Giuseppe Ielasi Stunt

[Schoolmap; 2008]

Styles: glitch, drone, turntablism
Others: Growing, Autechre, Philip Jeck, Black Dice

Before I go into detail about how disappointing this new release by Giuseppe Ielasi is, let me first say that I highly enjoyed both Gesine and his self-titled full-length. Both of those albums came out on the Swedish imprint Häpna, and they are fantastic. Given what I know about his work from those albums, I would normally liken it stylistically to artists like Tim Hecker and Philip Jeck. Stunt, however, marks a decidedly different approach. On this EP -- the first in a series to be released by Schoolmap -- Ielasi experiments with turntablism, borrowing sounds from a wealth of vinyl sources and appropriating them to create new glitch-oriented, minimal music. The result doesn’t sound too different from what Growing is doing these days.

To be sure, Ielasi’s previous works were somewhat ambient. Logic would suggest that if an artist can make engaging ambient music, then that artist should also be able to keep one's interest maintained when using a slightly larger array of sounds. When taken from the context of their original vinyl sources, the sounds here are mostly just pops and crackles of the vinyl itself, and nothing of the actual source music. It’s been shaped into seemingly random forms that may as well have no beginning and no end. There isn’t much to distinguish one part from another here, let alone one track from the next. If you were to listen to it without looking at the grooves in the vinyl, it would seem like one long track per side. In fact, none of the pieces even have titles; the album plays more like a documentation of a process than a crafted EP.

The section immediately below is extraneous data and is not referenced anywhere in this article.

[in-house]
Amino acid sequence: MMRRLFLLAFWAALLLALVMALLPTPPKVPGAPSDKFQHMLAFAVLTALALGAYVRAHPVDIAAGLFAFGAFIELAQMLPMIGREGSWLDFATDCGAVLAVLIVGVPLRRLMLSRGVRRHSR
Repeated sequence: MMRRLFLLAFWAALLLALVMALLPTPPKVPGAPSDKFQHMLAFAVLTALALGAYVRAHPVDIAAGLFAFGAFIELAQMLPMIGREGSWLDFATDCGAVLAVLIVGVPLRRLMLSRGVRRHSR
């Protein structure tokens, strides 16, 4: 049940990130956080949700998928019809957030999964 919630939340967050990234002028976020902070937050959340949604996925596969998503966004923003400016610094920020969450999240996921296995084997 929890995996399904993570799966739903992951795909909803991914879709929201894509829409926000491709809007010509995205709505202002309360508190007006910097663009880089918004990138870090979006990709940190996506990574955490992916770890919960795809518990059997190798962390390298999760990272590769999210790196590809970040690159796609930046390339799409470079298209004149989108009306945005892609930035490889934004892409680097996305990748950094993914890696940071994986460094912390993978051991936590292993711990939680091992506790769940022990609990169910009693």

This isn’t to say that Stunt is completely without merit. At least Ielasi knows that he can’t keep making the same record over and over again. I certainly wouldn’t want him to either. I can't call it a step backwards, but it’s a step away from what we know he’s capable of doing well. If experience proves anything, artists like Ielasi will likely keep laboring over something until they feel they’ve reached an apex of what they can contribute to it. So, let’s give Giuseppe Ielasi some applause for that and hope his next EP for the series is a better articulation of his new approach.

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